The four states challenged by a Texas lawsuit seeking to overturn their election results, which each awarded victories to former Vice President Joe Biden, unleashed a barrage of attacks against the suit in briefs made to the Supreme Court on Thursday.

“Texas’s effort to get this Court to pick the next President has no basis in law or fact. The Court should not abide this seditious abuse of the judicial process, and should send a clear and unmistakable signal that such abuse must never be replicated,” wrote Pennsylvania Attorney General Josh Shapiro.

The filings from Pennsylvania, Georgia, Michigan and Wisconsin came the day after President Donald Trump requested, in his personal capacity as a candidate, the Supreme Court to intervene in the lawsuit brought forth by Texas Attorney General Ken Paxton.

Paxton effectively is requesting that thousands of mail-in ballots in those four states become null and that they are prevented from participating in the Electoral College, which convenes on Monday. The suit is predicated on the baseless notion that widespread voter fraud caused a “rigged election,” though there is no evidence that this occurred or that it would’ve had any substantial impact on the results, as Attorney General William Barr noted.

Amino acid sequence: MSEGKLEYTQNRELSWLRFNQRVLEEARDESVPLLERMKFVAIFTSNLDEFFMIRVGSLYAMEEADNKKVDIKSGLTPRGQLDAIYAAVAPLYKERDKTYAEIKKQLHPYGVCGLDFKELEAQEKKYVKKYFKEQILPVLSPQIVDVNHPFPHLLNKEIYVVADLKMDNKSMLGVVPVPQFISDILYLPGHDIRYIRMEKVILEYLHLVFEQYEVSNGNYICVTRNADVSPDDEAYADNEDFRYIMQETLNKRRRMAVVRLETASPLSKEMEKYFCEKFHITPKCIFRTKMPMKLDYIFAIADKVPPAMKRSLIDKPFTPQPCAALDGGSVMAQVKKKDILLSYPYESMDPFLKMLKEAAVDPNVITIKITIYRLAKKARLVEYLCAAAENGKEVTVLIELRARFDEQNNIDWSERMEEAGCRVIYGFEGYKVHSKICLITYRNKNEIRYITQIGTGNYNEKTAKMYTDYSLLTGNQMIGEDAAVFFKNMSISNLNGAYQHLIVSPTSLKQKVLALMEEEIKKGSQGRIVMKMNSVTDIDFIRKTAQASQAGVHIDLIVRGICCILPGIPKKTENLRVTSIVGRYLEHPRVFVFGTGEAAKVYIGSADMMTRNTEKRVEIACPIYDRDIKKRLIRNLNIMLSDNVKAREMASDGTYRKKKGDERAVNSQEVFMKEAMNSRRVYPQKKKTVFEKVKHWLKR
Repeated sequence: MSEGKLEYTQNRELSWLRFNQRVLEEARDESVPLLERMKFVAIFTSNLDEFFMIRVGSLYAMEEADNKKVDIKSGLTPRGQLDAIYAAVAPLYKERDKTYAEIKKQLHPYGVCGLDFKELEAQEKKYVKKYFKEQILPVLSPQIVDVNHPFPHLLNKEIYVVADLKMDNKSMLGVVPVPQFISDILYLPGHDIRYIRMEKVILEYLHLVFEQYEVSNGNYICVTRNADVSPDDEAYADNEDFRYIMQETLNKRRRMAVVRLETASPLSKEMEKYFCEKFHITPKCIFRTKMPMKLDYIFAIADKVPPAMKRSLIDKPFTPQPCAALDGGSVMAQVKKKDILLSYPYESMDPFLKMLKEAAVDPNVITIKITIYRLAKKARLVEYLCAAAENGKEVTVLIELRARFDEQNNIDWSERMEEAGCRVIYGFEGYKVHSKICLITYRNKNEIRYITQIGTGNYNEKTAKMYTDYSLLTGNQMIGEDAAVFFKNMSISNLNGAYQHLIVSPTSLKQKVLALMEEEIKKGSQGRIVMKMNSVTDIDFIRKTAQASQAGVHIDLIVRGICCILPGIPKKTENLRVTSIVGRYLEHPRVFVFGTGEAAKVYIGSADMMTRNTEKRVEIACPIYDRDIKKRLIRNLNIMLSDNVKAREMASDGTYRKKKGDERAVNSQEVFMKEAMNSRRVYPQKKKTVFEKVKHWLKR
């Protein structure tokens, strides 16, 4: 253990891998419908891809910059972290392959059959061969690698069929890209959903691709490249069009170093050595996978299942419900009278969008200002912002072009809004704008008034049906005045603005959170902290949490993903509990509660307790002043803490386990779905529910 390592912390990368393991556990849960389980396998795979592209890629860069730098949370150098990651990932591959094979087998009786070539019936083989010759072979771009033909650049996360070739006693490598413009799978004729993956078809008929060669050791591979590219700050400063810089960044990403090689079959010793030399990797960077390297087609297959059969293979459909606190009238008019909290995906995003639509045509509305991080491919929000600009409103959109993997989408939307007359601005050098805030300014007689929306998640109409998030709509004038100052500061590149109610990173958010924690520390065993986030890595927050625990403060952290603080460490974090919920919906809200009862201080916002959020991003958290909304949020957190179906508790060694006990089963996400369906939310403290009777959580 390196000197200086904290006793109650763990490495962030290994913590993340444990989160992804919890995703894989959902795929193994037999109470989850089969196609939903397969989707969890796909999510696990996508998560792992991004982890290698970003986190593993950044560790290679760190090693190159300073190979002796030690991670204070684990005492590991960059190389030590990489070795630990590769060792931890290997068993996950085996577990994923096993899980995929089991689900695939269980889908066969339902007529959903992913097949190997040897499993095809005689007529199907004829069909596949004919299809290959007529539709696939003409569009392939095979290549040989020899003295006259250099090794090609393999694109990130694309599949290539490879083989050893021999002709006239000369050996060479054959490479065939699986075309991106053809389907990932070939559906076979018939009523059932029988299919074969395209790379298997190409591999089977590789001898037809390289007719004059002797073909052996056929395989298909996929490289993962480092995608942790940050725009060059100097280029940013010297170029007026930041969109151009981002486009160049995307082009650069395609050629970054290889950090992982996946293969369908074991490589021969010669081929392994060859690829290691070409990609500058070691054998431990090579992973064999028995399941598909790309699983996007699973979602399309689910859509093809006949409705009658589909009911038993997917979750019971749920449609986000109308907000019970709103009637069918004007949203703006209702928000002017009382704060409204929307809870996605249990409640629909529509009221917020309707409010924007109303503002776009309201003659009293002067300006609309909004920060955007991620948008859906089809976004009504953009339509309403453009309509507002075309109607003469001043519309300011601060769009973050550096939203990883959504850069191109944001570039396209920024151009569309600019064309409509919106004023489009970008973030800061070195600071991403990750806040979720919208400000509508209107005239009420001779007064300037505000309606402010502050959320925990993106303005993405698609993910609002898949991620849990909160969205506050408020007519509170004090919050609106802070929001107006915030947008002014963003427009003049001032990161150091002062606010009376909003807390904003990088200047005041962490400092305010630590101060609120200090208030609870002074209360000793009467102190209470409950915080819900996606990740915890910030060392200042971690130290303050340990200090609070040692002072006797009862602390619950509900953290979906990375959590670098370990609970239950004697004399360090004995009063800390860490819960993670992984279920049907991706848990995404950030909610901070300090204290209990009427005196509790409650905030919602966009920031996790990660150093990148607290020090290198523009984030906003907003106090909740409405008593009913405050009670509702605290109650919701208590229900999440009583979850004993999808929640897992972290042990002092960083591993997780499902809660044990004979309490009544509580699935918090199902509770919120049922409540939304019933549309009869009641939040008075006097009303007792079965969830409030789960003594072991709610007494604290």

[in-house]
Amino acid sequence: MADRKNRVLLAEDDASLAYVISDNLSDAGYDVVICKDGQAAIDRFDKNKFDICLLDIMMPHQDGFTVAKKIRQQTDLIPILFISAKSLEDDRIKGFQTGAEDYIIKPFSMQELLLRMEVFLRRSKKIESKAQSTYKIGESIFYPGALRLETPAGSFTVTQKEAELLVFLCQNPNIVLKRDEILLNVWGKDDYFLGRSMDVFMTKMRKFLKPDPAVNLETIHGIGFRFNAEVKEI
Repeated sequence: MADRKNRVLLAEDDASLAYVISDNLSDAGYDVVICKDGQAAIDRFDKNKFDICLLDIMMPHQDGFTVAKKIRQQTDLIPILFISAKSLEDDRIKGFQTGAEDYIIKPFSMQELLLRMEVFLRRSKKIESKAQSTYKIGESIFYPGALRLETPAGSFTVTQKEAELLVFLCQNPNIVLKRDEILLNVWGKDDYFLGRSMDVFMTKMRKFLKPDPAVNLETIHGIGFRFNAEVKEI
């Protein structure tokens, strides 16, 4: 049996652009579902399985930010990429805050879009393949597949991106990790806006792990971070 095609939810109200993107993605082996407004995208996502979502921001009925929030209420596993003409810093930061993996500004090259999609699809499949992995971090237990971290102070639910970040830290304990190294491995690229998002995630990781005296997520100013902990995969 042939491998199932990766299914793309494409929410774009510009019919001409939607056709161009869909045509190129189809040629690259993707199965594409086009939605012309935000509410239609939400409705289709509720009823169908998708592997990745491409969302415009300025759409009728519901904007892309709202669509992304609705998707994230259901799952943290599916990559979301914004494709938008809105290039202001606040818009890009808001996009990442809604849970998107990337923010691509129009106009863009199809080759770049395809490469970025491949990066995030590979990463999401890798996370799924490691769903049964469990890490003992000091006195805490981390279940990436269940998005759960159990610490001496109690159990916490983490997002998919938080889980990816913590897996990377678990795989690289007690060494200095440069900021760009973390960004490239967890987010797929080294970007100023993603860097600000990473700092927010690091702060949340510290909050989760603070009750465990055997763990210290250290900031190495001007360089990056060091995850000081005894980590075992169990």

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Michigan Attorney General Dana Nessel denounced the attempted legal battle as lacking a “factual foundation or valid legal basis.

“The election in Michigan is over,” Nessel said. “Texas comes as a stranger to this matter and should not be heard here.”

The attorney general of Georgia, Chris Carr, similarly rejected the suit, but opted to focus his criticism on Texas’ disregard toward federalism, rather than the idea of election fraud.

“Texas presses a generalized grievance that does not involve the sort of direct state-against-state controversy required for original jurisdiction,” Carr wrote. “And in any case, there is another forum in which parties who (unlike Texas) have standing can challenge Georgia’s compliance with its own election laws: Georgia’s own courts.”

Wisconsin Attorney General Josh Kaul echoed the other battleground states, writing in a brief that Texas made an “extraordinary intrusion into Wisconsin’s and the other defendant States’ elections, a task that the Constitution leaves to each State.”

The Supreme Court on Friday sided with the four states in questioning, dismissing the case on the grounds that Texas had “not demonstrated a judicially cognizable interest in the manner in which another state conducts its elections.”

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